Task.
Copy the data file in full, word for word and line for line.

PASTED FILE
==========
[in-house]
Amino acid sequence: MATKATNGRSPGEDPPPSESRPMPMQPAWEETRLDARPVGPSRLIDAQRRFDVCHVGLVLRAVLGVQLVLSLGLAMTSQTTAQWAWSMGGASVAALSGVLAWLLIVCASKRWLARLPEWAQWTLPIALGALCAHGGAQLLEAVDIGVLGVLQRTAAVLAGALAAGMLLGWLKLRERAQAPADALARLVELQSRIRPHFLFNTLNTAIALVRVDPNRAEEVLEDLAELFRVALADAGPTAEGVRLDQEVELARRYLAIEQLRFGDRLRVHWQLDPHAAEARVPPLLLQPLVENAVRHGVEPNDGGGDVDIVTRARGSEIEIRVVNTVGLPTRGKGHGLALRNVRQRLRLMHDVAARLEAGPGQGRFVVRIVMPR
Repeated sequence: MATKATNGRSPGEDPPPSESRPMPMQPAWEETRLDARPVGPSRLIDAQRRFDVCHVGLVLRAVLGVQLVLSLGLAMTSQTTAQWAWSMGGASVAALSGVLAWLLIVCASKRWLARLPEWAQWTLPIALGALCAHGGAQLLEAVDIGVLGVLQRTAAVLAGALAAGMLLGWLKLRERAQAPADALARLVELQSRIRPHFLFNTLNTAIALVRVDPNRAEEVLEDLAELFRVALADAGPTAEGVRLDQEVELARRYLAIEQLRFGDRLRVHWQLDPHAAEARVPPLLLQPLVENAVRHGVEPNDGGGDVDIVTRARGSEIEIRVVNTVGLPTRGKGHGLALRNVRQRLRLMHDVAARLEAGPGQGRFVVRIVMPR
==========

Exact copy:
[in-house]
Amino acid sequence: MATKATNGRSPGEDPPPSESRPMPMQPAWEETRLDARPVGPSRLIDAQRRFDVCHVGLVLRAVLGVQLVLSLGLAMTSQTTAQWAWSMGGASVAALSGVLAWLLIVCASKRWLARLPEWAQWTLPIALGALCAHGGAQLLEAVDIGVLGVLQRTAAVLAGALAAGMLLGWLKLRERAQAPADALARLVELQSRIRPHFLFNTLNTAIALVRVDPNRAEEVLEDLAELFRVALADAGPTAEGVRLDQEVELARRYLAIEQLRFGDRLRVHWQLDPHAAEARVPPLLLQPLVENAVRHGVEPNDGGGDVDIVTRARGSEIEIRVVNTVGLPTRGKGHGLALRNVRQRLRLMHDVAARLEAGPGQGRFVVRIVMPR
Repeated sequence: MATKATNGRSPGEDPPPSESRPMPMQPAWEETRLDARPVGPSRLIDAQRRFDVCHVGLVLRAVLGVQLVLSLGLAMTSQTTAQWAWSMGGASVAALSGVLAWLLIVCASKRWLARLPEWAQWTLPIALGALCAHGGAQLLEAVDIGVLGVLQRTAAVLAGALAAGMLLGWLKLRERAQAPADALARLVELQSRIRPHFLFNTLNTAIALVRVDPNRAEEVLEDLAELFRVALADAGPTAEGVRLDQEVELARRYLAIEQLRFGDRLRVHWQLDPHAAEARVPPLLLQPLVENAVRHGVEPNDGGGDVDIVTRARGSEIEIRVVNTVGLPTRGKGHGLALRNVRQRLRLMHDVAARLEAGPGQGRFVVRIVMPR